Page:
By Angie Kassabie, Ph.D.
Whenever I work with a new client, one of my first questions to them is, "How do you feel about yourself and your body?"
I'm amazed at the type of answers I get, but in most cases a person who is overweight, eating poorly, or resistant to changing his or her eating habits has a negative self-image. The opposite also tends to be true: People who eat well and exercise regularly have a positive body image; as a result, they have more positive self-esteem, better self-acceptance and a healthier attitude toward not only food and eating but life in general.
Indeed, this topic has come into the public awareness in the last two decades, and the literature abounds. According to the California Department of Public Health, body image is a complex concept that affects how people feel about themselves and how they behave. It has been defined as "the picture of our own body which we form in our mind, that is to say, the way in which the body appears to our selves" (Cash and Pruzinsky, 1990). Body image is not necessarily based on fact, but rather involves one's thoughts, perception, imagination and emotions.
So if we one believes that he or she is "fat," "ugly" or "incapable for losing weight," how does this affect how that person approaches weight loss? If one believes that he or she is inherently worthwhile, capable, and loved, how does that affect how one eats and maintains weight?
In my years of working with everyone from adolescent girls to high-profile businessmen and -women, I know that a person can become overweight or underweight -- and in some cases, dangerously so -- if he or she has a negative or thwarted self-image. Most of my work involves getting my clients to learn to look at themselves realistically.
Here are few of my ways I try to frame my approach with my clients, and here are some conclusions we try to arrive at together:
Remember that you are valuable.
You are a unique person, capable and lovable, with special talents and strengths -- a human being of value. So accept and respect yourself now. Get comfortable with the real you, inside and out. When you approach your health from a place of acceptance, and if you embrace every part of you, you will be well on your way to a path of holistic health.
The healthiest way to lose weight is to eat a balanced diet and exercise regularly.
A poor self-image could make you try fad diets and push yourself to the limit. You may be at risk for inflicting bulimic or anorexic tendencies by starving yourself, purging your food and/or overexercising -- or any combination thereof. Start shopping at local farmer's market, cut down on sugar and fast foods, and work with a nutritionist or doctor who can help you develop a realistic food (notice I didn't say "diet") and exercise program. Make eating healthy and exercising part of your daily routine.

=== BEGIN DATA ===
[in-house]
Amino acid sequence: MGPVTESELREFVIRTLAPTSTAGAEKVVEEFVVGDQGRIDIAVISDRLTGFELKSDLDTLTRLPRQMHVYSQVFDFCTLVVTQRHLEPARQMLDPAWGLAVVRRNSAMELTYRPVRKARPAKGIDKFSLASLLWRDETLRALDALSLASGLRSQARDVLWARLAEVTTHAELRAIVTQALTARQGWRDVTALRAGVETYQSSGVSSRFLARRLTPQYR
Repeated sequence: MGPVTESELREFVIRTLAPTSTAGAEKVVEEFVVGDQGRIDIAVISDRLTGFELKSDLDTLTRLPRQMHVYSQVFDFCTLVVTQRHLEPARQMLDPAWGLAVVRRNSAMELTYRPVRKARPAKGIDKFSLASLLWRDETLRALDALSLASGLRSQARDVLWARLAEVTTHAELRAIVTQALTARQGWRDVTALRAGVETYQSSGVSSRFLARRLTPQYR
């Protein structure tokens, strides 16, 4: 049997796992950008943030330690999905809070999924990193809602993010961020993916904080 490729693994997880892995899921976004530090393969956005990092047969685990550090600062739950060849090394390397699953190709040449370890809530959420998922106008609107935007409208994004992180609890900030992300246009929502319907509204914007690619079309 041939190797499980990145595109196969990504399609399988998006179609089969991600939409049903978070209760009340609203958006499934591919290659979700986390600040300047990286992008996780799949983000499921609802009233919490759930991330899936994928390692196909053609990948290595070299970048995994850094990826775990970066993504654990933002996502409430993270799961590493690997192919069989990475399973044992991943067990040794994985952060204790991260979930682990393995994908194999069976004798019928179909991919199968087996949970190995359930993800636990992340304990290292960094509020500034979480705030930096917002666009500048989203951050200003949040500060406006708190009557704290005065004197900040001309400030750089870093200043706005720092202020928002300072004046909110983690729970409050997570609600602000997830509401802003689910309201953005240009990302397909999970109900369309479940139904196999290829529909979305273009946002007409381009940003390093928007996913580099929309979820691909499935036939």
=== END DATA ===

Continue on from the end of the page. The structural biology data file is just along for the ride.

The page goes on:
You must learn to recognize personal habits and see how they affect your relationship with food.
If you find yourself avoiding looking in the mirror because you think your body is "ugly," "fat," or "disproportioned," or if you are constantly telling yourself that it is impossible to lose weight, or that you you cannot do it because you have always been overweight, then you need to rethink your approach. If you're ashamed of your body, and won't exercise in public, then find a private class or exercise in a gym or group setting during off hours, when the crowds are lowest. Look for ways to work exercise into your daily routine: take a flight of stairs instead of the elevator; park in the outer limits of the parking lot so you can take in a few strides on your way to the market; walk around the block during your lunch hour.
Find a professional confidante and a work-out buddy.
The easiest way to combat the weight gain or loss you may experience due to a poor self-image is to find a doctor or therapist you can trust to help you work through your issues. Your body image may be skewed and your eating habits may be off, but unless you get to the root of your emotional issues then you won't be able to take off the work for good. Simultaneously, find a friend you can workout with, shop with, or possibly even prepare meals with -- someone who can both motivate you and help you stay accountable to your program.
Remember, having a positive outlook on your food and exercise program is not about perfection. It doesn't exist in the real world and it certainly doesn't exist in human appearance. It's about making small (and then larger) steps to improve the way you think, the way you eat, and the way you exercise so you can reach a manageable and healthy weight. As you do so, your self-image will also become healthier as a result.
Angie Kassabie, Ph.D., is an internationally acclaimed expert in nutrition, health and fitness, image consultation, and personalized diet programs. As a self-proclaimed "food pscyhologist," Dr. Kassabie specializes in emotional eating and the mind-body connection. She is at work on a book about nutrition and holistic health. To learn more about Dr. Kassabie, follow her on twitter at @angiekassabie.